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Brittany Spaniel

The Canine Chronicles Directory

Brittany Spaniel

Brittany's are a medium, square built dog. Their coat is dense with slight feathering. The coat is either orange and white or liver and white. Tri-coloring (liver, orange, and white) is allowed and black is not permitted when showing this breed. The round skull should have a stop that gently slopes. Depending on the coat color, the eyes are brown, amber or hazel. The triangular shaped ears should sit high on the head and the strong jaw should have teeth with a scissor-like bite. The nose should not be black. The moderately long neck should merge smoothly into the shoulders. The strong back should have the topline either level or gently sloping from the withers to croup. The straight forelegs should have close set elbows and good bone structure. The broad thighs should have a moderate bend of stifle and the feet should be small and firm. The tail is naturally short. Some are even born without tails. The tail can also be docked to less than 4 inches.

Temperament Brittany's are very active, affectionate, alert, and enthusiastic. They need both mental and physical stimulation and need to feel like part of the family. Canine sports are excellent for this breed. They are a good natured breed.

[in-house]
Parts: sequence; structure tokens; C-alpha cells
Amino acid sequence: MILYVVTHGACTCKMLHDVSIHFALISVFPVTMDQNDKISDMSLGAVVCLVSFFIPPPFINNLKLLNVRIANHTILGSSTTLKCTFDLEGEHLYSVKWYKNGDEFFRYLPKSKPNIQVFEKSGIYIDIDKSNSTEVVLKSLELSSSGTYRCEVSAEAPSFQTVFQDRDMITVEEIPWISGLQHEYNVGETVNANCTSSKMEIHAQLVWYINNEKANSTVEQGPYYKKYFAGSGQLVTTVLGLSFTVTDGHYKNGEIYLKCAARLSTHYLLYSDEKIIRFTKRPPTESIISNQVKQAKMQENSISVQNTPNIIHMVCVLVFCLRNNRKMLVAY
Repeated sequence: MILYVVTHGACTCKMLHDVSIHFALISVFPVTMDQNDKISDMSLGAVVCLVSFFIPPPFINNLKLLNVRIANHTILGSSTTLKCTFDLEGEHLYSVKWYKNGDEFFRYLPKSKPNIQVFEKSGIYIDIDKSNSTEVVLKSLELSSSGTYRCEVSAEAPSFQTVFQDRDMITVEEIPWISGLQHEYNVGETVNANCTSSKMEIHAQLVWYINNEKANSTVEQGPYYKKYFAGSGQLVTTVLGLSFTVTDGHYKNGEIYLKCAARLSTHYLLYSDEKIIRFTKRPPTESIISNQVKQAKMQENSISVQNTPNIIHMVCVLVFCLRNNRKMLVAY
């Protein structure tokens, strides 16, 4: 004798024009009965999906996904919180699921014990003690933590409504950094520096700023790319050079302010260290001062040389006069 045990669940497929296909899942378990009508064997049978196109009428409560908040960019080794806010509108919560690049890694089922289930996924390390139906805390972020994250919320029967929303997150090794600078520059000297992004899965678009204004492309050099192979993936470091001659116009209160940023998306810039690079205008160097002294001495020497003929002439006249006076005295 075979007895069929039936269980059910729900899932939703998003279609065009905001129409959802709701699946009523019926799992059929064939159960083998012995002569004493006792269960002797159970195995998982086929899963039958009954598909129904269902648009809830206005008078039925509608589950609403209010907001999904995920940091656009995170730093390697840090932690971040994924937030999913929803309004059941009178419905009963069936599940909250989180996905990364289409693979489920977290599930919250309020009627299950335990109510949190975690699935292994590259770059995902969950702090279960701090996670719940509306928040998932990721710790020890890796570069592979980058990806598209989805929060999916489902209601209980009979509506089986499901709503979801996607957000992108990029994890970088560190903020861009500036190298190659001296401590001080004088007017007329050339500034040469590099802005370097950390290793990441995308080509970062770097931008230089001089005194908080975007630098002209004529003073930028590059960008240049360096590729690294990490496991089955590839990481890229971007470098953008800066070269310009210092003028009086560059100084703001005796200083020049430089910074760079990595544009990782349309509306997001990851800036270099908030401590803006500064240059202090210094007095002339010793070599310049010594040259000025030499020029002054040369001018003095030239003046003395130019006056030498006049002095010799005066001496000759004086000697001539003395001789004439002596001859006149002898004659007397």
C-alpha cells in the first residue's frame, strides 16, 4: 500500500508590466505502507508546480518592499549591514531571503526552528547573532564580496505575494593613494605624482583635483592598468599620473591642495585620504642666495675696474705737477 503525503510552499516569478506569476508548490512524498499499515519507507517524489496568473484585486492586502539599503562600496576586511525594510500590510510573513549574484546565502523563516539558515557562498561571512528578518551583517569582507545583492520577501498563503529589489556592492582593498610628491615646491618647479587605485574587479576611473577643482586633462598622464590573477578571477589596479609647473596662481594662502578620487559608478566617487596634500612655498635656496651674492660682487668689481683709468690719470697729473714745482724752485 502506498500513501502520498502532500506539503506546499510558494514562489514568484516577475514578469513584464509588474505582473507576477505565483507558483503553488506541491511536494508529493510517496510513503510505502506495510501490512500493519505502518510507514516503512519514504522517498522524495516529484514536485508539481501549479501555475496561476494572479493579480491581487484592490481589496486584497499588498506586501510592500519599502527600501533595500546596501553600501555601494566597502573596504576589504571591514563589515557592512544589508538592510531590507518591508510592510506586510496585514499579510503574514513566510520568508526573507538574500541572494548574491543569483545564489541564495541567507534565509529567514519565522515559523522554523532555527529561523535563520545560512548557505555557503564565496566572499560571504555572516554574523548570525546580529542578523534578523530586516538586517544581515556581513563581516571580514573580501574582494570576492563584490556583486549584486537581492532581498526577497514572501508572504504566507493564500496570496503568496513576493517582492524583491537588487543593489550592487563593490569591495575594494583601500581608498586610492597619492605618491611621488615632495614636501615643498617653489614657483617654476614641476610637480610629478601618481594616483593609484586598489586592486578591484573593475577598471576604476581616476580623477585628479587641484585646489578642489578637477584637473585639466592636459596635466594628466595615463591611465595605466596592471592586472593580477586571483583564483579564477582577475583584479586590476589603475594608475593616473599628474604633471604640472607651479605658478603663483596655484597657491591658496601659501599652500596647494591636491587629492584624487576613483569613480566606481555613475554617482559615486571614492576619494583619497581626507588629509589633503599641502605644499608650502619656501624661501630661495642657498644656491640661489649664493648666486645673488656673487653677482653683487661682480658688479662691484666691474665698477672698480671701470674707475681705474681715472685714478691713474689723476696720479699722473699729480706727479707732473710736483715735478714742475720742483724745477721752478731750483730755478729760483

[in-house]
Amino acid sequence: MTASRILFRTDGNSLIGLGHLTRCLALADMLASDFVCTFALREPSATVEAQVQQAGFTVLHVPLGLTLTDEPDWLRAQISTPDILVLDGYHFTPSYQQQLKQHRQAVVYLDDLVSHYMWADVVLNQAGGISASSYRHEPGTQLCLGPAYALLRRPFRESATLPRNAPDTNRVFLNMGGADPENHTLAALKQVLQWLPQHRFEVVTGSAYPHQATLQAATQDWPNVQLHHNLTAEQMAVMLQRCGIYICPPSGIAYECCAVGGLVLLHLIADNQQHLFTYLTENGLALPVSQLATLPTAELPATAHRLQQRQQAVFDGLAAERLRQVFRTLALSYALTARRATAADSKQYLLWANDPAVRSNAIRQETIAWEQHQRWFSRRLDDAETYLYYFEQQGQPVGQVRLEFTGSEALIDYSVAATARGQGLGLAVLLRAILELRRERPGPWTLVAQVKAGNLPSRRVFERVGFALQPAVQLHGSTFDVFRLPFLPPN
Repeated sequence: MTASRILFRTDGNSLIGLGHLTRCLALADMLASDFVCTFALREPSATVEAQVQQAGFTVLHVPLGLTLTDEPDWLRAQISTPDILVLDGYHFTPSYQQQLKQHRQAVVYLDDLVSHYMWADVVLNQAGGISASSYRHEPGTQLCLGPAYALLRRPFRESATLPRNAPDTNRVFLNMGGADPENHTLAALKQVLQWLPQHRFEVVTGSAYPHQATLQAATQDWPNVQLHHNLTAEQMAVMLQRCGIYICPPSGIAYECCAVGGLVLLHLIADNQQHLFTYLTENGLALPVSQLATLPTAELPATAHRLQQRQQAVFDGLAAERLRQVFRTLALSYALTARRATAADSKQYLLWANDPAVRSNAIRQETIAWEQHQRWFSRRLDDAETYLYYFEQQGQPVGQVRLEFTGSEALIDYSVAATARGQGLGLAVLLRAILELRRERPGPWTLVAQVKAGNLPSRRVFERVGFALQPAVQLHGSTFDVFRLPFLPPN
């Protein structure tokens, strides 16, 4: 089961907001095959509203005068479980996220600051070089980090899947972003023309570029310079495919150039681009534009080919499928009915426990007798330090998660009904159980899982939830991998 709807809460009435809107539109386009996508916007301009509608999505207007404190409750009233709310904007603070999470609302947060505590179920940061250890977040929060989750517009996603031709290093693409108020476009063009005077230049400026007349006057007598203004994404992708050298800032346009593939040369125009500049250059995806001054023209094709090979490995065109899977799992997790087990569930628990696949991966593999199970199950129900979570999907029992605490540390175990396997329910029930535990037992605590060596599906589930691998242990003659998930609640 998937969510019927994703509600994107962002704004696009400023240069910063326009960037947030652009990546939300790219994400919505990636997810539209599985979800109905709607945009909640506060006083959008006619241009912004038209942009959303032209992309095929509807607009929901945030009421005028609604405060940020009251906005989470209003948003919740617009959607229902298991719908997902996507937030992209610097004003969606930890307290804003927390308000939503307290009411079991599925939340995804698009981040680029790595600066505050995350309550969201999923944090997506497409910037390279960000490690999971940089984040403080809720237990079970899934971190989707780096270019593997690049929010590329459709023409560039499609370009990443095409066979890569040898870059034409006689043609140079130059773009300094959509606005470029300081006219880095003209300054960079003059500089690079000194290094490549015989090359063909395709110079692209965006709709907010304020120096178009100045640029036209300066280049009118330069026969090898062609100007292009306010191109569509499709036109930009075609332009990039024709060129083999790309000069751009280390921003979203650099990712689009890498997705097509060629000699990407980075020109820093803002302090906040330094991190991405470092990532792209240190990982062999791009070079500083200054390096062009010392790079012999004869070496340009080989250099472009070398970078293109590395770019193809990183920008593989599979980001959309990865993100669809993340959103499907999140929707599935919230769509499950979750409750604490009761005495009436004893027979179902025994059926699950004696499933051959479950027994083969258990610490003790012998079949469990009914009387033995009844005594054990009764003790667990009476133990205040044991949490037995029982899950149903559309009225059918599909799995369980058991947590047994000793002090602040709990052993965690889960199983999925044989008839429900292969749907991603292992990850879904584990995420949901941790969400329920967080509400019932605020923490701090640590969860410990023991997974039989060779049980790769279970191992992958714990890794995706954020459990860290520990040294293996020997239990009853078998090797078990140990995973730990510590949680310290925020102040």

Height, Weight Male Height: 17-21" ; Weight: 35-40 lbs.
Female Height: 18-20" ; Weight: 30-40 lbs.
Health Problems The Brittany is a hardy breed. Minor health concerns include hip dysplasia and seizures.
Living Conditions Brittany's should never live in an apartment as they need lots of acreage to be healthy and happy. They are resistant to cold and hot weather conditions.
Exercise This breed requires lots of exercise and does best with an outdoor person or a hunter.
Life Expectancy About 10-12 years
Grooming The Brittany is easy to groom. Only bathe when necessary. More grooming should be given in order to show. They are average shedders.
Origin Brittany's originated from Brittany in the Callac region of France. In 1865, British Lords came to France for Partridge and Woodcock shooting parties. Due to quarantine, the dogs (mainly pointers and setters) they brought with them had to remain in France with local farmers. These dogs were crossed with the local spaniels. The mating produced a colorful hybrid, the Brittany. The hunters noticed that their Brittany dogs had a keen scent with an enhanced working style. The first Brittany was shown in France in 1896. The standard for this breed was developed between 1907 and 1908. This breed is the most popular gundog in France to date. The Brittany is recognized by the AKC and the UKC.
Group AKC Sporting, UKC Gun Dog